I love a song by Enter Shikari called Constellations. Its so perfectly intertwined with super pretty metaphors I cant help but listen to it on repeat. 

Meanwhile my little dog Jontie is getting old. She turns 18 at the start of next year. Its a bit odd knowing my childhood dog is of legal drinking age because it feels like my little girl has always just been around. It feels like yesterday she was a teeny puppy in my hand and today shes this old graying nanna dog. Also I'm aware dogs don't drink... before PETA sends its animal rights ninja teams out to school me on correct animal owning behavior. 

Any way, shes always there for me. She hates cuddling these days because shes arthritic and old, but she loves just hanging out with you. 

This ones for her. And Anthea. Who gets my artistic rants and rambles and gets me on a level most don't. 

I present to you... Constellations


If you dig this image and feel the need to support my art feel free to go onto Etsy and grab yourself a limited edition copy. There is only 100 so get in fast before the art ninjas steal this little badboy away from me.

For the dorks who want to know how its made, the stars are created by my cameras natural ISO shot in the dark and resized up with added contrast. The tree is from some odd bushes out the front of my house that sprout these beautiful whimsical things. 

The dog and the human are made up of the seeds from that tree and sticks from it. I know thats a silly technical way to do it, but South Australian and Australian Professional Photography Awards rules state I cant outright just paint it like any normal human. So its all 100% photographic. There is also a slight hint of Googles Deep Dream in there (that can only be seen on the printed version)  plus some cloud and grunge textures. The hearts and birds are made up of stock I have of clay love hearts and birds. 

Love, hugs and all that smooshy stuff
<3 Gee

South Australian Professional Photographer of the Year

This year I was stoked to win the South Australian Professional Photographer of the year, South Australian Portrait Photographer of the year, South Australian Illustrative Photographer of the year and the Graham Shelvin award for Highest Scoring Print. It was a HUGE deal for me and something I never thought would happen in my wildest dreams. My journey into the AIPP has been a crazy one, starting with my friend Mark Trumble literally taking me to events and sponsoring me to be there - just so he could be sure it happened. Im a pretty shy human at the best of times (even if I appear not to be) so having that was amazing.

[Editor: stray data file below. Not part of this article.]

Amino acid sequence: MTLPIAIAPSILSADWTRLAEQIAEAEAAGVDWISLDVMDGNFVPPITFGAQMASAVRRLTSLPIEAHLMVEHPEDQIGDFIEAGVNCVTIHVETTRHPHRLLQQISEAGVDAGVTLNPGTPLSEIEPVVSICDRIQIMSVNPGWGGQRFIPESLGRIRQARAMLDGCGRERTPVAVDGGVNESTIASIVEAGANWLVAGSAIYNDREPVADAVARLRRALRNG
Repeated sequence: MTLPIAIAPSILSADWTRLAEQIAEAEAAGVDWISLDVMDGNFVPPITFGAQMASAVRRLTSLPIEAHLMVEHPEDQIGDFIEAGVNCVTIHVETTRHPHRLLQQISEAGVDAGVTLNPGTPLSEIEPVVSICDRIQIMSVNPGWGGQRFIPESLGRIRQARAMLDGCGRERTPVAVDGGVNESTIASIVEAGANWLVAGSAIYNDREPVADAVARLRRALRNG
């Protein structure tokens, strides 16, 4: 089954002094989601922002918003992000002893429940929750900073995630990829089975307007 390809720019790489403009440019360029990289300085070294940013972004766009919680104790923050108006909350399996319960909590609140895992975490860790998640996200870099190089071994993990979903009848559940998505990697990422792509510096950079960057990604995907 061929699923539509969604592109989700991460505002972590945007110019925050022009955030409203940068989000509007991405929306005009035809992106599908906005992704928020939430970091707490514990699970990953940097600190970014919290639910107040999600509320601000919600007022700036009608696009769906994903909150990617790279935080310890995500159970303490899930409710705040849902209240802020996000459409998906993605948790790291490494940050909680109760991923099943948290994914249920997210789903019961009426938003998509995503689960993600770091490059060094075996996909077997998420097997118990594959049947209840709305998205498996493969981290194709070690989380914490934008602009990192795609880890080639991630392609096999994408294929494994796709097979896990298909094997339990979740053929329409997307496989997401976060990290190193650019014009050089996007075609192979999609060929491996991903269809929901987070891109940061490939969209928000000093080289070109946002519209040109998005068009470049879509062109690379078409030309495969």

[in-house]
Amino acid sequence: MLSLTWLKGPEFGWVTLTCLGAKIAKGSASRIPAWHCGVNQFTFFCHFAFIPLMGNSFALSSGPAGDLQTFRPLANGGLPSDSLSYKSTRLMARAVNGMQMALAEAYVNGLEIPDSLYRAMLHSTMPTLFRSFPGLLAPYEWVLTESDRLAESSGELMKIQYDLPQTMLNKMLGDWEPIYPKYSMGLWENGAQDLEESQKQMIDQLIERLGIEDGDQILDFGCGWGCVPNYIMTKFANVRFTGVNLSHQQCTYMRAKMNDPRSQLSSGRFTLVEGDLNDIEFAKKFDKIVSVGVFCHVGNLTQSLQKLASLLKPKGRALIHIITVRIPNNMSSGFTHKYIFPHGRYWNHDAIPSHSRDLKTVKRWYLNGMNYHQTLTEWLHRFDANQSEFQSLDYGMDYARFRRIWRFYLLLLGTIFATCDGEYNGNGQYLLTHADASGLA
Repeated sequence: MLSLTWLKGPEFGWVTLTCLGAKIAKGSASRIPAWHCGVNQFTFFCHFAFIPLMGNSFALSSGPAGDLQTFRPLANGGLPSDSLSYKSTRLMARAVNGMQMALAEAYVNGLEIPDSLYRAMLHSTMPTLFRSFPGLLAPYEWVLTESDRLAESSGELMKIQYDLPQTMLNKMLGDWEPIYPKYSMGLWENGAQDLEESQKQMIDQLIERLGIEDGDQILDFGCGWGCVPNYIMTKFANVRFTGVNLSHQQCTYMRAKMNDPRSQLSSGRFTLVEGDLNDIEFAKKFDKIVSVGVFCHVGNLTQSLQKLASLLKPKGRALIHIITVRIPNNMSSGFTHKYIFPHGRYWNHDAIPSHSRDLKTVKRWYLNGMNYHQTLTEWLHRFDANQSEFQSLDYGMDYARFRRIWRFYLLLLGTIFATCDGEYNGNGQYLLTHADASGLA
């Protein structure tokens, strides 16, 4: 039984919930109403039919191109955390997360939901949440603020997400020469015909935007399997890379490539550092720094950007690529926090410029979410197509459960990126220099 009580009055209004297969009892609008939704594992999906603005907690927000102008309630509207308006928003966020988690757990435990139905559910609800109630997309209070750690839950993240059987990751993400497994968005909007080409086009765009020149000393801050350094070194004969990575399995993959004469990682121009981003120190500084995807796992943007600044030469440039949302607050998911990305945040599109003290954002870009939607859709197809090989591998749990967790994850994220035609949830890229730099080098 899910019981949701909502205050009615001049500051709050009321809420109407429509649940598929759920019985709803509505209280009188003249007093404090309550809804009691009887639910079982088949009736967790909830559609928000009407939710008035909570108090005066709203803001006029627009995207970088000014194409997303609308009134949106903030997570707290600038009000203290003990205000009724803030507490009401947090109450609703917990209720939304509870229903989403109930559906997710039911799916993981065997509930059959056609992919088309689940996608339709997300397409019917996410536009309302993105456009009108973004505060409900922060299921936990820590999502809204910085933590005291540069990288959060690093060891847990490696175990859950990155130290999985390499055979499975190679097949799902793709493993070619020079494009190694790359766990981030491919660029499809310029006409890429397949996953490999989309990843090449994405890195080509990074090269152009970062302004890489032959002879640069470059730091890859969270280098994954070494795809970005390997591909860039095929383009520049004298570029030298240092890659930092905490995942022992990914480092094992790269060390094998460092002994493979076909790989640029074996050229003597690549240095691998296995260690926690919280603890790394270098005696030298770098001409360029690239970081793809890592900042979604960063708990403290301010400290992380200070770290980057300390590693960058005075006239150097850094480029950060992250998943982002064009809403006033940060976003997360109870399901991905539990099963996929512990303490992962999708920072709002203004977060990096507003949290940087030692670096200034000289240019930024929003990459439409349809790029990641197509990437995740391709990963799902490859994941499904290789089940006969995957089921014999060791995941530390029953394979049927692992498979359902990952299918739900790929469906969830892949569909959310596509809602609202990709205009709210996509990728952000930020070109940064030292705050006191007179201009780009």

5 years later and I'm up there on that stage making terrible acceptance speeches and trying really hard not to bawl my eyes out. 

It hit me as the category winning South Auzzies stood up there waiting for the big announcement, that these people were some of the best people I knew. I was so excited to call these category winners my friends. So to Victoria, Ben, Terry, Kelly, Simone, Simon, Mark, Shona - thanks for being rad dudes in general. 

It's been a big long road to get there, I can tell you some tales of love and loss along the way. But I'm really really stoked that I have that notch under my belt. It just so happened to be the year that one of my favorite artists Suellen Cook won the Tasmanian Professional Photographer of the year. How cool is that? 

And some of you are asking what did I do with the prize money? Well It was kind of a shock to get it, never before whilst I have been entering the awards have category wins had prize money so honestly I was stoked. I thought about buying a holiday... but in truth there is a lot I gave up to get there. Gaming was one of them. I bought an Xbox One, took a few days off and caught up on 5 years of lost gaming time - well two days of it any way. 

Below are my images, I get it, some are a bit strange. No need to tell me! I'm proud of them just the same


South Australian Portrait Photographer of the year

South Australian Illustrative Photographer of the Year

Highest Scoring Print

On Censorship, The South Australian Professional Photographer of the year and Doing the Work